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Tips For Drinking On A Budget When You Travel Europe

Red Wine in glasses babyboomers budget drinking

Naturally, the cheapest beverage anywhere in the world is the water that comes out of the tap. I don’t drink tap water at home, so why should I when I’m travelling?

Because the European water is tasteless and doesn’t make you sick! But if you must drink bottled water, it’s much much cheaper to purchase it at a supermarket as a six-pack.

Drink like a local!

As with eating, do as the locals do. Drink the water and the local wine and beer. Always drink the house wine at restaurants. House wines in Europe are some of the best in the world, and are often complementary with your meal!

Please don’t buy Australian wine! I have seen a couple at a  restaurant in Romania try to order a bottle of Brown Brothers! Even in the unlikely event that they do have a bottle in their cellar, it will be expensive and why would you drink something you can drink at home anyway?

Buy wine at supermarkets!

If you’re eating in your accommodation, buy your wine when you buy groceries. Some of the best wines we drank were bought from supermarkets for 2-3 euro per bottle. We only had one bad bottle of wine out of dozens. It was corked, so it was understandably undrinkable.

The same theory applies to beer. Don’t embarrass yourself by ordering a XXXX. Drink the local beer. Most European beers are Pilseners and are much more quaffable than our Australian lagers. The Hofbrauhaus in Munich is a unique experience, not only for the enormous beers but the food, music, and conviviality of the crowd.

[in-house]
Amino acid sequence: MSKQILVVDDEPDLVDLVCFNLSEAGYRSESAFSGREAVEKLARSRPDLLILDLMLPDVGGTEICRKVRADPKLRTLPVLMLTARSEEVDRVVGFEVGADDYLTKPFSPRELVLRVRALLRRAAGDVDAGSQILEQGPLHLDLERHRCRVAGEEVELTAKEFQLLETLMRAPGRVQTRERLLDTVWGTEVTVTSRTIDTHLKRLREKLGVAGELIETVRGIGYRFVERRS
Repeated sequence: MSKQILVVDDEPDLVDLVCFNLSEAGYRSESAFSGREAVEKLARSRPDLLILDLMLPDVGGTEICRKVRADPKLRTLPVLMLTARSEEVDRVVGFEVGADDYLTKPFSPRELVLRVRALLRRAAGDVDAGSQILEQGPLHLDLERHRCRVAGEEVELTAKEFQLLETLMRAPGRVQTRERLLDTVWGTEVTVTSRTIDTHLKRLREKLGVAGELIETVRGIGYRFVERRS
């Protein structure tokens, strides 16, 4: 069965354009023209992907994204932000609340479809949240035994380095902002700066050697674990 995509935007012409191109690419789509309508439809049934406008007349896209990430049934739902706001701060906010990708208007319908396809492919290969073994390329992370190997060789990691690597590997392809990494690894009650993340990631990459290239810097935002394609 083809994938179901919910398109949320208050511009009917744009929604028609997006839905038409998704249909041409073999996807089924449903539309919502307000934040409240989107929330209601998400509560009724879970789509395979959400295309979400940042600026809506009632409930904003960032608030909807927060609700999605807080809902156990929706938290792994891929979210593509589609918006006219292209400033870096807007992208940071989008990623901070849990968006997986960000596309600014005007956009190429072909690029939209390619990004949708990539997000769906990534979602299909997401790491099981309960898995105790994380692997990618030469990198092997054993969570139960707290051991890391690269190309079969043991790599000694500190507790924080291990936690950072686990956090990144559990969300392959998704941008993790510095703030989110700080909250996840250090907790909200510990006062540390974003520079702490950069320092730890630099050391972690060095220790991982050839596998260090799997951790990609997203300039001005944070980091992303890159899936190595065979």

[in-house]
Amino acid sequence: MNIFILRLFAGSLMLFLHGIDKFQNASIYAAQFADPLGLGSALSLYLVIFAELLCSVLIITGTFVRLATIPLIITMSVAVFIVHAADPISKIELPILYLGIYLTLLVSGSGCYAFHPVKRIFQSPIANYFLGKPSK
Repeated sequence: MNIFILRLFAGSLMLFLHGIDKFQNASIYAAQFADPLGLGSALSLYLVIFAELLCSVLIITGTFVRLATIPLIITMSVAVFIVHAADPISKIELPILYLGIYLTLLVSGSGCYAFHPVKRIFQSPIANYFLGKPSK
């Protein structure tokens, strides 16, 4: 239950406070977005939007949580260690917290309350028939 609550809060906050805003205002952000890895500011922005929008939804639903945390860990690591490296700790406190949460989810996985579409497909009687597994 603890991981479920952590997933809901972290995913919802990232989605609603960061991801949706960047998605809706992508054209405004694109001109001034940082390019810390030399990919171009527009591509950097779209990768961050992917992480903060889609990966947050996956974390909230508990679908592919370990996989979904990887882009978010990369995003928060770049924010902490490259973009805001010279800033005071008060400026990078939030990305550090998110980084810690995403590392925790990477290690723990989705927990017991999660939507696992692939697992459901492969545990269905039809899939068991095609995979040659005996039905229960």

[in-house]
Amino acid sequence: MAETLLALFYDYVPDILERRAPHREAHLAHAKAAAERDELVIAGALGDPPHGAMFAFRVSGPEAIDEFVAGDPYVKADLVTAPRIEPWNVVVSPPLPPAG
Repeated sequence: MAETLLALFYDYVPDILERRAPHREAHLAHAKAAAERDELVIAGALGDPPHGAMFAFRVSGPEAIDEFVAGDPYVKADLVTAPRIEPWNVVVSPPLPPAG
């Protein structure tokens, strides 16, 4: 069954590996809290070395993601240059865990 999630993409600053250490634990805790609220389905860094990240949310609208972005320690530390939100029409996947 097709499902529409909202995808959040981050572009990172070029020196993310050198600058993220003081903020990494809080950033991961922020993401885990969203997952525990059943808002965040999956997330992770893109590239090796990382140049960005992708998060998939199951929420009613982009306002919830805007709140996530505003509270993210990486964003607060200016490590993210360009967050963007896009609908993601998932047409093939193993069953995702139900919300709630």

Are you a coffee connoisseur?

What about coffee? It’s the one drink I’m not prepared to compromise on. I like weak coffee and would rather go without than drink the strong stuff!

I solved my problem by ordering coffee and milk separately and mixing it to my own taste. If this option is not available, I’ll just order tea. I found Turkish tea really delicious even though I’m not normally a black tea drinker.

Hot chocolate...yum!
Hot chocolate!

The other beverage I fell in love with in Turkey was thick hot chocolate, perfect for a cold winter’s day climbing the wooden horse in Troy.

In Greece, I did not fall in love with the retsina which we were given for free with our meal and dare I say, I know why! It was not to my taste, but I did drink it all, just to be polite!

If you want some tips on eating on a budget, go to Budget Eating for Baby Boomers

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Adrienne

Adrienne

I have spent a large part of my life rearing children. Now I enjoy travel more than anything else. I like to focus my energy on collecting experiences as opposed to things and would rather spend my money on an adventurous holiday to a foreign land than on a fancy new car.

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